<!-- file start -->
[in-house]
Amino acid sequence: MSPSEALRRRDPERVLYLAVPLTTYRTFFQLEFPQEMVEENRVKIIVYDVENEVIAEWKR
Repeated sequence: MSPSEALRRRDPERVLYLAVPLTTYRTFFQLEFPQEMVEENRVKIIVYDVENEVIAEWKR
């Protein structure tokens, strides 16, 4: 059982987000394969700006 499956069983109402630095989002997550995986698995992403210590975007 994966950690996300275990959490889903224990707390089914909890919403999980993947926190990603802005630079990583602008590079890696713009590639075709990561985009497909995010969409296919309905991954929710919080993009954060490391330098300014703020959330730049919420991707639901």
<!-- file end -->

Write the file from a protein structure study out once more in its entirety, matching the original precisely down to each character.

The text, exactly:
[in-house]
Amino acid sequence: MSPSEALRRRDPERVLYLAVPLTTYRTFFQLEFPQEMVEENRVKIIVYDVENEVIAEWKR
Repeated sequence: MSPSEALRRRDPERVLYLAVPLTTYRTFFQLEFPQEMVEENRVKIIVYDVENEVIAEWKR
């Protein structure tokens, strides 16, 4: 059982987000394969700006 499956069983109402630095989002997550995986698995992403210590975007 994966950690996300275990959490889903224990707390089914909890919403999980993947926190990603802005630079990583602008590079890696713009590639075709990561985009497909995010969409296919309905991954929710919080993009954060490391330098300014703020959330730049919420991707639901």